How to Make Your QSA-Led Assessment Go Smoothly

Image from Shutterstock

If your business collects, transmits, stores, or processes any type of payment card information, then you already know that compliance with PCI DSS is a fact of life. You — or your security team — most likely knows the standards inside and out, and spends a great deal of time ensuring that your business is doing everything possible to adequately protect your customers’ data.

For most small business, maintaining compliance requires an annual self-assessment, or a Report on Compliance. Depending on the credit cards that your business accepts, you may need to submit up to five questionnaires to prove that the organization is taking every necessary precaution to adhere to the standards. For larger businesses, or those that do more volume each year, the process is a bit more involved. Level 1 merchants — those who process more than 6 million transactions per year — must undergo a compliance assessment by a Qualified Security Assessor, or QSA. An independent third party, QSA’s conduct assessments and help businesses develop plans for remediation of issues and ongoing compliance.

While a QSA-led assessment can feel intimidating, the assessor is on your side and wants to help you achieve compliance. With that in mind, there are some things you can do to ensure that the process goes smoothly.

Tip #1: Conduct a Pre-Assessment

While you cannot submit a self-assessment to the PCI Council as a Level 1 merchant, you can conduct a preliminary assessment before the QSA assessment to identify and correct issues beforehand. Conducting a pre-assessment can also help you define the scope of the audit, which will save time and hassle down the road. As you work through the self-assessment questionnaire, approach each item honestly and thoroughly, and avoid leaving anything out. If you aren’t sure whether something falls under the scope of the audit, make a note to discuss it with the QSA.

Tip #2: Conduct Penetration Tests and Scans in Advance

One of the requirements of PCI DSS is that the business conducts penetration tests and vulnerability scans of all client-facing applications — and fix any issues — within a 12-month cycle. Waiting until audit time is only likely to put you out of compliance.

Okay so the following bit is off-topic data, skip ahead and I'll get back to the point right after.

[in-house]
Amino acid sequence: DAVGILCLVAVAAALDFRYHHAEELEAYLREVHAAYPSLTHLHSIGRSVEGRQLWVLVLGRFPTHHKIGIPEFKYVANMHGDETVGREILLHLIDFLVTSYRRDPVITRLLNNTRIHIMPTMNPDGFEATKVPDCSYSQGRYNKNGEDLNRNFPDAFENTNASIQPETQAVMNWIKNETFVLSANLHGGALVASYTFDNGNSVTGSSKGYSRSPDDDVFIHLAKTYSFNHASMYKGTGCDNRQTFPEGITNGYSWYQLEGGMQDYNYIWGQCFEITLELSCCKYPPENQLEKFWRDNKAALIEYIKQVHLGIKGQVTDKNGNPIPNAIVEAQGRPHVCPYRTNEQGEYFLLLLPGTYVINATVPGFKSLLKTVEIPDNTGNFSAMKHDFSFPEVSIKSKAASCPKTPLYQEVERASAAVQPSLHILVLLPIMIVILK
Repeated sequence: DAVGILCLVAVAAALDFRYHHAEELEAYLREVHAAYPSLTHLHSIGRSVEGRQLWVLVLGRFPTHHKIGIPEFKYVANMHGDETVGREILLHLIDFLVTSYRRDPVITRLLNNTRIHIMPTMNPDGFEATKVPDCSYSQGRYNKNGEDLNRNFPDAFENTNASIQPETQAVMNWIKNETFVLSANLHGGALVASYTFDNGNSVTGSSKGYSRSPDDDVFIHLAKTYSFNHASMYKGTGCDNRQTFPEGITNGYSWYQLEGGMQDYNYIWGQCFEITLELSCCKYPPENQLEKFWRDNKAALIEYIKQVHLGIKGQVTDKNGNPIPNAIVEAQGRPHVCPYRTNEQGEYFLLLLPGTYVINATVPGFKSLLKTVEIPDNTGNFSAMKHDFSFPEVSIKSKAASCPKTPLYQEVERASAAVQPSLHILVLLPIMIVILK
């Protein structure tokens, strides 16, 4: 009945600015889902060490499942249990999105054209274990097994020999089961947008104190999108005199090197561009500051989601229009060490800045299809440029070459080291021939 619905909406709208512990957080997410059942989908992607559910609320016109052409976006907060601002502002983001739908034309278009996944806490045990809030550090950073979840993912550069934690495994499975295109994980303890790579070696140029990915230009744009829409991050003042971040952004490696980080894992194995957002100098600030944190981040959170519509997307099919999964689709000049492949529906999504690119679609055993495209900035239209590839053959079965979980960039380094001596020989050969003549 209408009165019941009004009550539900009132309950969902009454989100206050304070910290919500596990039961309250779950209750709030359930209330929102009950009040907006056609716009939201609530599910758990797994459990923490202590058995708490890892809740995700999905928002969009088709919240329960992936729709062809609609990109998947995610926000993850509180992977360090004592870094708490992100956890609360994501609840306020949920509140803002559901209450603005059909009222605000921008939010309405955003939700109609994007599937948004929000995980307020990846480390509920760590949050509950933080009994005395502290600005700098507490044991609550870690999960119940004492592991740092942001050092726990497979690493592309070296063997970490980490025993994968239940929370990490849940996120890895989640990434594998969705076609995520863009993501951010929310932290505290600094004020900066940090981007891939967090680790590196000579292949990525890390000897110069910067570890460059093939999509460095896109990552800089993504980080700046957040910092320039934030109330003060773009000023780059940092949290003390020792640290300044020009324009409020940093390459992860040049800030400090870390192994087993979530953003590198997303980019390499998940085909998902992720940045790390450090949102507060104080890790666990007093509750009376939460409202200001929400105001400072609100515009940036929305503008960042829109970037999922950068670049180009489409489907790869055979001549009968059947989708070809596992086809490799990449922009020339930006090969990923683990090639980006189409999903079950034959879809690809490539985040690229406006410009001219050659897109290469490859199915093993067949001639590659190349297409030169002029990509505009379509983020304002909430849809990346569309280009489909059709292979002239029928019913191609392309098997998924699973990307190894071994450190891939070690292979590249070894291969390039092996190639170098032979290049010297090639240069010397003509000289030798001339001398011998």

Tip #3: Be Prepared for Pushback

There are likely to be cases in which you and your QSA will disagree about the interpretation of a standard or control. This is especially likely in cases where you cannot comply with a standard in the exact way that PCI DSS requires, but where you have compensated for it with an equivalent measure. However, your assessor may not agree that the substitute control is adequate, and you need to be prepared to make the case and demonstrate exactly how your compensating control protects cardholder data.

Image from Shutterstock

Tip #4: Get Your Documentation in Order

Your assessor is going to request documentation of all your controls and processes. A proper Report on Compliance is not simply a matter of checking things off the list, and a reputable QSA will not simply take your word for it when it comes to compliance. Be prepared to produce documentation to support your claims and compliance; it’s best to keep everything organized and updated at all times.

Tip #5: Realize that Compliance Isn’t Guaranteed

While you are paying the QSA, and he or she is on your team when it comes to evaluating compliance, this does not guarantee that you will be found compliant. You are not paying for a compliant assessment; you are paying for an assessment. If you are non-compliant in any fashion, you will have the opportunity to remediate the problem within a certain timeframe, but your assessor has no control over that deadline and cannot simply move dates around to make you happy.

At times, a QSA-led assessment can feel like a burden, and a lot of extra paperwork and meetings, but it’s an important part of a complete security plan. It’s also only the first step in maintaining compliance. Remember: QSA assessments are an annual requirement, and a compliant report one year does not necessarily guarantee a compliant report the following year. It is simply part of your process of continuous compliance, and will help you identify risks and make chances to ensure that your business — and your customers — are protected from data breaches.

Comments are closed.

Scroll to Top